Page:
A key theme that emerging for many reward managers if that of fairness. After years of large City bonuses, eye popping executive pay and an ever-widening gap between the earning power of footballers, fund managers and top TV stars versus the ordinary person in the street, we are now seeing a backlash. Witness the outrage when Goldman Sachs reported it was on track to earn large profits which could lead to boom-time level bonuses for many staff. What was accepted with a bit of eye rolling a few years ago, is now scorned with the organisation having to ward of the bad publicity.
So quite a few employers are making a point of being seen to be fair in their pay policies ®– with many high profile names announcing just how much pay their top execs are giving up in the recession. The aim is not just to appease shareholders (although this is pretty key given the number of ‘red top’ warnings the likes of the ABI have issued to shareholders in recent months when executive pay schemes are felt to be inappropriately greedy), it is also to show internally that it is not only ordinary staff lower who are feeling the pain in their pay packet, the top bosses are bleeding too.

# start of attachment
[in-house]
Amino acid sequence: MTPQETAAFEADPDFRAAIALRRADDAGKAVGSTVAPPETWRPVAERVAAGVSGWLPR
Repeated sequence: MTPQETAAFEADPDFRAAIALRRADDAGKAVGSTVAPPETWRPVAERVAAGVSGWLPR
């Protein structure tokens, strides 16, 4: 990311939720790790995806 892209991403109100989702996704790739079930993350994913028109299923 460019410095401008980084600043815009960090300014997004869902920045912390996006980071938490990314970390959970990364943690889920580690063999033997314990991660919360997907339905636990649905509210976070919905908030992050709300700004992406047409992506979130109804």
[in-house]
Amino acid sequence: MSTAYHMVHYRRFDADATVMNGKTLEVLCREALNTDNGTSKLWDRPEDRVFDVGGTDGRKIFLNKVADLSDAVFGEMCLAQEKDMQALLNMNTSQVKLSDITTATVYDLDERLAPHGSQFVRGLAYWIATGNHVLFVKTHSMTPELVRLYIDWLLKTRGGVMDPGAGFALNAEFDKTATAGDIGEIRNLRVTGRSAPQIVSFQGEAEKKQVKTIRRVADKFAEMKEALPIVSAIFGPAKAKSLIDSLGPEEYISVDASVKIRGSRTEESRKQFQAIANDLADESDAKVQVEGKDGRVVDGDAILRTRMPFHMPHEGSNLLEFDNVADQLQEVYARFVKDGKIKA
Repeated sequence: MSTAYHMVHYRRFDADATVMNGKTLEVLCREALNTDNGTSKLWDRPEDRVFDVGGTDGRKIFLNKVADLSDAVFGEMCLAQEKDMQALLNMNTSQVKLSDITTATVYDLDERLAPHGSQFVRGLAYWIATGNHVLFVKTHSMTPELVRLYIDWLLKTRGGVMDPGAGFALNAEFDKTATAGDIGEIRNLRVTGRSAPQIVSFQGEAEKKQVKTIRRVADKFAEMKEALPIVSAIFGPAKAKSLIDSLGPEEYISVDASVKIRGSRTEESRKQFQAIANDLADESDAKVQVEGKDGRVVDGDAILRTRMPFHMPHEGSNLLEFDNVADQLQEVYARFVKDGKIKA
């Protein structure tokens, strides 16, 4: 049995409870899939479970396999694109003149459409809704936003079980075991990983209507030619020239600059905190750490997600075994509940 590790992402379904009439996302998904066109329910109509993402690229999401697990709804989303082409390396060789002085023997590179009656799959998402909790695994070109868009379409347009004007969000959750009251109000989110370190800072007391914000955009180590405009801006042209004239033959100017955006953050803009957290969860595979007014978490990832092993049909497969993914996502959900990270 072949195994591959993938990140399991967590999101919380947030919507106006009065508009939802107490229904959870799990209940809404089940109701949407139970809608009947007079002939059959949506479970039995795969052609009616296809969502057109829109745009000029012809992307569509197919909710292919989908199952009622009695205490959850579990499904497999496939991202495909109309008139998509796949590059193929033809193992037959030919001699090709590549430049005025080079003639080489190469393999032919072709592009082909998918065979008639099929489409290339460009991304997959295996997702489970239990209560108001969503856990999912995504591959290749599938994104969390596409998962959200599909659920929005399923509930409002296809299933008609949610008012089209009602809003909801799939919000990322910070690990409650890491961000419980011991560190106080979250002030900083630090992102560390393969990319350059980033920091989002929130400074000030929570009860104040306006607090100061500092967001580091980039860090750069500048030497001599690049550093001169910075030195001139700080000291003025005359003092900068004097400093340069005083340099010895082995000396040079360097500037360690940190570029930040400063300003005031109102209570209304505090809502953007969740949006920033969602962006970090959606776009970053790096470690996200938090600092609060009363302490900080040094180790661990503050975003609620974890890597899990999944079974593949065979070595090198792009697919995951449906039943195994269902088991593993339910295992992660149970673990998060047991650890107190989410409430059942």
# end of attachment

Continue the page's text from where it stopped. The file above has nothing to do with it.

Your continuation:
Perhaps the biggest area of benefits unfairness that is creeping steadily up the agenda of public awareness is that of the vast different in pension promises for public sector staff versus those who work in the private sector.
Once the average tax payer begins to grasp just how much public sector pensions will cost each of one of us, compared to just how little so many private sector employees will have in their pension pot in retirement, things will really kick off. Some predicted that this summer would be one of riots over pay and pensions. I think it will take a little longer than that; there is anger out there but it is being dampened by fear of redundancies.
The disquiet doesn’t just stop there. The equal pay issue reared its head again in June with the publication of the Equality Bill. One of its most eye catching measures to tackle gender pay discrimination was the requirement for large employers to report their gender pay gap by 2013. With so many benefits pegged to salary levels, it is not just cash pay that where men tend to win out, they also tend to win on the benefits front.